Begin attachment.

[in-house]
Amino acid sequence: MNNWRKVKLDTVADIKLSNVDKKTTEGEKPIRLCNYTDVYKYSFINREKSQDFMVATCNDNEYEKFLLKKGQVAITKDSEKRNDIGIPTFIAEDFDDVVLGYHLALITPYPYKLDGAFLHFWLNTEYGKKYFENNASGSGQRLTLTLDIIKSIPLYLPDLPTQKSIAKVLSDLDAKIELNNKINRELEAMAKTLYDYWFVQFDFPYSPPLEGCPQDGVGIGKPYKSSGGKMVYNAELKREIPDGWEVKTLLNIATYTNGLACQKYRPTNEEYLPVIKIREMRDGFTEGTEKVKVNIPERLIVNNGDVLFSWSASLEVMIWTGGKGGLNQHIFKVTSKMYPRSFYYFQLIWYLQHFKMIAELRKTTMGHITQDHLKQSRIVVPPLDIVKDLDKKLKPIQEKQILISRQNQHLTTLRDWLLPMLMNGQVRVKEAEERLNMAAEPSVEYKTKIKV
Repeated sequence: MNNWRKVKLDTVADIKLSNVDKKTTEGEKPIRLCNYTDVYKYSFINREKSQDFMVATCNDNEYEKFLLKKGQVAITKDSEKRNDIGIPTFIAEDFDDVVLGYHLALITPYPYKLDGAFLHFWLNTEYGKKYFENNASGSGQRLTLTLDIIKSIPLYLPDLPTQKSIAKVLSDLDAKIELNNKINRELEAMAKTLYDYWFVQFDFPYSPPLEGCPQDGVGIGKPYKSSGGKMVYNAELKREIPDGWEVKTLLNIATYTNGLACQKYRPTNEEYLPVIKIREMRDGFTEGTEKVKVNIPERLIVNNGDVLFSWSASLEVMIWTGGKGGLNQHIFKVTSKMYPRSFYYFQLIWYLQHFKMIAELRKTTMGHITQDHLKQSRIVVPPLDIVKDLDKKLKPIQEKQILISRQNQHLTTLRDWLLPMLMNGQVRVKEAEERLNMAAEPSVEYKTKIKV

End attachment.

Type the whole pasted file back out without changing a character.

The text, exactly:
[in-house]
Amino acid sequence: MNNWRKVKLDTVADIKLSNVDKKTTEGEKPIRLCNYTDVYKYSFINREKSQDFMVATCNDNEYEKFLLKKGQVAITKDSEKRNDIGIPTFIAEDFDDVVLGYHLALITPYPYKLDGAFLHFWLNTEYGKKYFENNASGSGQRLTLTLDIIKSIPLYLPDLPTQKSIAKVLSDLDAKIELNNKINRELEAMAKTLYDYWFVQFDFPYSPPLEGCPQDGVGIGKPYKSSGGKMVYNAELKREIPDGWEVKTLLNIATYTNGLACQKYRPTNEEYLPVIKIREMRDGFTEGTEKVKVNIPERLIVNNGDVLFSWSASLEVMIWTGGKGGLNQHIFKVTSKMYPRSFYYFQLIWYLQHFKMIAELRKTTMGHITQDHLKQSRIVVPPLDIVKDLDKKLKPIQEKQILISRQNQHLTTLRDWLLPMLMNGQVRVKEAEERLNMAAEPSVEYKTKIKV
Repeated sequence: MNNWRKVKLDTVADIKLSNVDKKTTEGEKPIRLCNYTDVYKYSFINREKSQDFMVATCNDNEYEKFLLKKGQVAITKDSEKRNDIGIPTFIAEDFDDVVLGYHLALITPYPYKLDGAFLHFWLNTEYGKKYFENNASGSGQRLTLTLDIIKSIPLYLPDLPTQKSIAKVLSDLDAKIELNNKINRELEAMAKTLYDYWFVQFDFPYSPPLEGCPQDGVGIGKPYKSSGGKMVYNAELKREIPDGWEVKTLLNIATYTNGLACQKYRPTNEEYLPVIKIREMRDGFTEGTEKVKVNIPERLIVNNGDVLFSWSASLEVMIWTGGKGGLNQHIFKVTSKMYPRSFYYFQLIWYLQHFKMIAELRKTTMGHITQDHLKQSRIVVPPLDIVKDLDKKLKPIQEKQILISRQNQHLTTLRDWLLPMLMNGQVRVKEAEERLNMAAEPSVEYKTKIKV